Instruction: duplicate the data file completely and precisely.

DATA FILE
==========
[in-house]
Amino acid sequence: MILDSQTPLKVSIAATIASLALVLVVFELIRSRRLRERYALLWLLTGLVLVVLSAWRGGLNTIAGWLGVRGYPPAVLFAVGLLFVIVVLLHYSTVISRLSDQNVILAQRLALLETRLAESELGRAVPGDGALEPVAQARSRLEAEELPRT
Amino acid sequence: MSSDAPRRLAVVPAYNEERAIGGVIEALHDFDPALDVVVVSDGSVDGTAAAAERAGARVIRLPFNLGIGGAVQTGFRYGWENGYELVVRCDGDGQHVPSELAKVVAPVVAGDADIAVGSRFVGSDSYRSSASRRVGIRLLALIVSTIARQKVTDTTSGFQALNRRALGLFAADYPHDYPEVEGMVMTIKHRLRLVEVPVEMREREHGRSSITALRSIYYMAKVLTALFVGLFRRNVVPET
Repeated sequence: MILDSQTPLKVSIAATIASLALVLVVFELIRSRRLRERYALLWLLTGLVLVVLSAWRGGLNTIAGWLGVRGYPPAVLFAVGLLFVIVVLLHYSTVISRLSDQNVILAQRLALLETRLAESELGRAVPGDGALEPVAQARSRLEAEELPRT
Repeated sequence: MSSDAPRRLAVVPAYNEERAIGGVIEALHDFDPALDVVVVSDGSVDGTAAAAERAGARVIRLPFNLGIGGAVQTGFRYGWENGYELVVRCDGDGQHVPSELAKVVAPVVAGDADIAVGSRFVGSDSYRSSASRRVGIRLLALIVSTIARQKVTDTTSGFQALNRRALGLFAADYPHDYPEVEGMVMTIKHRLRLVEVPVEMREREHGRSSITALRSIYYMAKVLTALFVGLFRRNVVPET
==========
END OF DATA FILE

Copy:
[in-house]
Amino acid sequence: MILDSQTPLKVSIAATIASLALVLVVFELIRSRRLRERYALLWLLTGLVLVVLSAWRGGLNTIAGWLGVRGYPPAVLFAVGLLFVIVVLLHYSTVISRLSDQNVILAQRLALLETRLAESELGRAVPGDGALEPVAQARSRLEAEELPRT
Amino acid sequence: MSSDAPRRLAVVPAYNEERAIGGVIEALHDFDPALDVVVVSDGSVDGTAAAAERAGARVIRLPFNLGIGGAVQTGFRYGWENGYELVVRCDGDGQHVPSELAKVVAPVVAGDADIAVGSRFVGSDSYRSSASRRVGIRLLALIVSTIARQKVTDTTSGFQALNRRALGLFAADYPHDYPEVEGMVMTIKHRLRLVEVPVEMREREHGRSSITALRSIYYMAKVLTALFVGLFRRNVVPET
Repeated sequence: MILDSQTPLKVSIAATIASLALVLVVFELIRSRRLRERYALLWLLTGLVLVVLSAWRGGLNTIAGWLGVRGYPPAVLFAVGLLFVIVVLLHYSTVISRLSDQNVILAQRLALLETRLAESELGRAVPGDGALEPVAQARSRLEAEELPRT
Repeated sequence: MSSDAPRRLAVVPAYNEERAIGGVIEALHDFDPALDVVVVSDGSVDGTAAAAERAGARVIRLPFNLGIGGAVQTGFRYGWENGYELVVRCDGDGQHVPSELAKVVAPVVAGDADIAVGSRFVGSDSYRSSASRRVGIRLLALIVSTIARQKVTDTTSGFQALNRRALGLFAADYPHDYPEVEGMVMTIKHRLRLVEVPVEMREREHGRSSITALRSIYYMAKVLTALFVGLFRRNVVPET